Another benefit of illegal immigration is they marry locals. They produce half-breed beauty queens. Currently, Philippines import half-breed beauty queens to represent Miss Universe, an American, and Miss International, a Canadian. They import these because they want contestants that can stand on their own when interviewed in English and respond in fluent impeccable country-club English. Because in the Philippines, ENGLISH IS MEASURE OF INTELLIGENCE.

    2ndly, beauty in the Philippines is measured by the color of the skin. The whiter the skin the more beautiful.

    SO, JOE !!! Philippines will allow you to stay in the Philippines with expired documents. Just imagine the consequences if they deport you. No more half-breed Piolo look alikes. They will beg to import back your children and you to fool the world that Filipinos look like Piolos.

    But when Yolanda raped your island, the American savior came for a big surprise. They do not look like Piolos, Shamceys and Janines. They were browned skin and flared nose. No wonder Philippine Government import American beauties.

    • Attila says:

      Why can’t my Filipino friends have your sense of humor? You may want to team up with Rex Navarrete and do a gig together.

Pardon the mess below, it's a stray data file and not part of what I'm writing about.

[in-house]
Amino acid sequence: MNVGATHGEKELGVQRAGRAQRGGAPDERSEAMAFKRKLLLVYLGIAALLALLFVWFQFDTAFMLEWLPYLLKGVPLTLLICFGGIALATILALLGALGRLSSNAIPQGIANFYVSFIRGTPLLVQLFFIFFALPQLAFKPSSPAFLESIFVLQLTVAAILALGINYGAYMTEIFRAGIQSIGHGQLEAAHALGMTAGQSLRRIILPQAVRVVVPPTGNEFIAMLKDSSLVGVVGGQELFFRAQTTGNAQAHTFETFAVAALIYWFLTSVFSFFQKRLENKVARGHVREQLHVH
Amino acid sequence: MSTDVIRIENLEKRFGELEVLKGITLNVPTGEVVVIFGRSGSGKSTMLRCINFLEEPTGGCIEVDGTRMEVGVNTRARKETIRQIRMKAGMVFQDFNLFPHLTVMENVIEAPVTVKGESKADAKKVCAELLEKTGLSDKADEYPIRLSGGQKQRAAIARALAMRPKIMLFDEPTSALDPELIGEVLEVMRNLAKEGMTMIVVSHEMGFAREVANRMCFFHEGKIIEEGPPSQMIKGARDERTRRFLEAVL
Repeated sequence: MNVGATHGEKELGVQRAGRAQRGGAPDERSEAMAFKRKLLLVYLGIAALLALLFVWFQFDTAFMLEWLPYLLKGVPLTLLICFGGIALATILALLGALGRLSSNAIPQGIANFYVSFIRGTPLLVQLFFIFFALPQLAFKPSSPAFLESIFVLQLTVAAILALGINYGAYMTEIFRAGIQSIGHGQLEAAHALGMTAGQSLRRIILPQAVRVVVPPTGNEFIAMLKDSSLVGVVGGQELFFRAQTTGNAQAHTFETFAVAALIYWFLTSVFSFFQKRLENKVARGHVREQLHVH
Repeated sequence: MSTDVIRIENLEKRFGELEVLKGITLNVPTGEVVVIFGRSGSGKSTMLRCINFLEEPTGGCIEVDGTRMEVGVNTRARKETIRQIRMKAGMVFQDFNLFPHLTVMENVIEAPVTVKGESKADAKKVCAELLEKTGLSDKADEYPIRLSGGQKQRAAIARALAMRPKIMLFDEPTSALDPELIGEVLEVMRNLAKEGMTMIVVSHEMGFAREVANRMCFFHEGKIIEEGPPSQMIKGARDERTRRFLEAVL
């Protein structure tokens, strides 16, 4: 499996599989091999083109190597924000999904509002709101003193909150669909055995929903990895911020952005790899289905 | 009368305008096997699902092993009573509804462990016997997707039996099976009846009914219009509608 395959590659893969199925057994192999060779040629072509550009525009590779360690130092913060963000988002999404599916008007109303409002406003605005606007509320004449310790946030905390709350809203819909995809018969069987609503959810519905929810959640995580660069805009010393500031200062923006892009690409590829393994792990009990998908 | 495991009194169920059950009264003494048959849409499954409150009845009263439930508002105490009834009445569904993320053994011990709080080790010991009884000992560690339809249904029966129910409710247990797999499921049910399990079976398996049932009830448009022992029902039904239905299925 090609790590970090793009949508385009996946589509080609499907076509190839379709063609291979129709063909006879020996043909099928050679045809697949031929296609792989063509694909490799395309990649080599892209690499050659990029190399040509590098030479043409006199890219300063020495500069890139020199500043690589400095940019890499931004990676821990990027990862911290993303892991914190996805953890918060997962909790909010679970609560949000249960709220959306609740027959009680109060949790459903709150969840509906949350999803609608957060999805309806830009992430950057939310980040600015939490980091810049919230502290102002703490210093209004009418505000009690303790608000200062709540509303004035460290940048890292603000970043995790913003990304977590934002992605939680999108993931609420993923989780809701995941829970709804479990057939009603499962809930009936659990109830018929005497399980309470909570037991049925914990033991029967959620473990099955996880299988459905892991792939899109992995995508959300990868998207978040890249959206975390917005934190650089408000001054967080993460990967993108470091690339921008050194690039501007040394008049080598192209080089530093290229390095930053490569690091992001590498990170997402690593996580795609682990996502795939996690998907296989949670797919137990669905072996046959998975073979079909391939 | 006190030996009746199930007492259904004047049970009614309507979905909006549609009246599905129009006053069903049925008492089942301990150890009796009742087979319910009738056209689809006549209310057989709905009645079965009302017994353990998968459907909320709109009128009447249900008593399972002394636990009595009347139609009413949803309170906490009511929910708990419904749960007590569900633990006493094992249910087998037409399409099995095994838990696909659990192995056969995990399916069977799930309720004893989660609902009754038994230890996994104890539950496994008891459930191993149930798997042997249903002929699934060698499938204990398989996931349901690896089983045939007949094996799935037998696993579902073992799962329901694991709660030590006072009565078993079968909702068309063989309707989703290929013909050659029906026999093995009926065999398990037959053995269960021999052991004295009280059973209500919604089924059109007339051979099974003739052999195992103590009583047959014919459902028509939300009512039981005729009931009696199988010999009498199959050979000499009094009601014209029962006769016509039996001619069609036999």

4. mirano353 says:

    I liked the Bastiat quote.

    There’s something similar from Ayn Rand (Atlas Shrugged):
    “When you see that in order to produce, you need to obtain permission from men who produce nothing; when you see that money is flowing to those who deal not in goods, but in favors; when you see that men get rich more easily by graft than by work, and your laws no longer protect you against them, but protect them against you…you may know that your society is doomed.”

    • Joe America says:

      Ah, very good, indeed. Which leads me to my all-time favorite quote anywhere, found in both the book “Heart of Darkness” and the movie “Apocalypse Now”:

      “The horror! The horror!”

      Thanks for bringing us that gem from Ayn Rand.

  5. Dee says:

    I like your CLA idea, Joe. Doesn’t the Philippines Bar Association publish a list of new lawyers looking for pro bono cases to practice on or those needing to do public service for credits?